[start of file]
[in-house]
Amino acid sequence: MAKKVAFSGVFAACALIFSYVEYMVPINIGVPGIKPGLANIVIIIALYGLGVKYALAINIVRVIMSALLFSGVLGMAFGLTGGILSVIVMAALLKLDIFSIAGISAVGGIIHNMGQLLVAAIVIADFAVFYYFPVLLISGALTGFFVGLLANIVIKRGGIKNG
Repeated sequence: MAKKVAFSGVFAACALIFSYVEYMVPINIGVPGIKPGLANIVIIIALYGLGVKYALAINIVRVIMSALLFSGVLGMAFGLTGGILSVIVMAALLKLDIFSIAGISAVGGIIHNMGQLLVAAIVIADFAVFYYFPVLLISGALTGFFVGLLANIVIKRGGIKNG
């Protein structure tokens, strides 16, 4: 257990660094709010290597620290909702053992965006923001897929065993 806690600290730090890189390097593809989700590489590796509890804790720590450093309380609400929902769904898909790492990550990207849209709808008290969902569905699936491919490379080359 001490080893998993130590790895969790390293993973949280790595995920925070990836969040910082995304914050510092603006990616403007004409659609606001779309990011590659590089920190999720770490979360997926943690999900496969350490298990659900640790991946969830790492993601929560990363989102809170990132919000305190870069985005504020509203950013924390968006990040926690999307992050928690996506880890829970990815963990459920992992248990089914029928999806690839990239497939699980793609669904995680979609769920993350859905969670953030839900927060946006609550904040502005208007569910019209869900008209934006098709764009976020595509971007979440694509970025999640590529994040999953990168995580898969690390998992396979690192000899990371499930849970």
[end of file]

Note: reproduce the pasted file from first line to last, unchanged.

[in-house]
Amino acid sequence: MAKKVAFSGVFAACALIFSYVEYMVPINIGVPGIKPGLANIVIIIALYGLGVKYALAINIVRVIMSALLFSGVLGMAFGLTGGILSVIVMAALLKLDIFSIAGISAVGGIIHNMGQLLVAAIVIADFAVFYYFPVLLISGALTGFFVGLLANIVIKRGGIKNG
Repeated sequence: MAKKVAFSGVFAACALIFSYVEYMVPINIGVPGIKPGLANIVIIIALYGLGVKYALAINIVRVIMSALLFSGVLGMAFGLTGGILSVIVMAALLKLDIFSIAGISAVGGIIHNMGQLLVAAIVIADFAVFYYFPVLLISGALTGFFVGLLANIVIKRGGIKNG
């Protein structure tokens, strides 16, 4: 257990660094709010290597620290909702053992965006923001897929065993 806690600290730090890189390097593809989700590489590796509890804790720590450093309380609400929902769904898909790492990550990207849209709808008290969902569905699936491919490379080359 001490080893998993130590790895969790390293993973949280790595995920925070990836969040910082995304914050510092603006990616403007004409659609606001779309990011590659590089920190999720770490979360997926943690999900496969350490298990659900640790991946969830790492993601929560990363989102809170990132919000305190870069985005504020509203950013924390968006990040926690999307992050928690996506880890829970990815963990459920992992248990089914029928999806690839990239497939699980793609669904995680979609769920993350859905969670953030839900927060946006609550904040502005208007569910019209869900008209934006098709764009976020595509971007979440694509970025999640590529994040999953990168995580898969690390998992396979690192000899990371499930849970």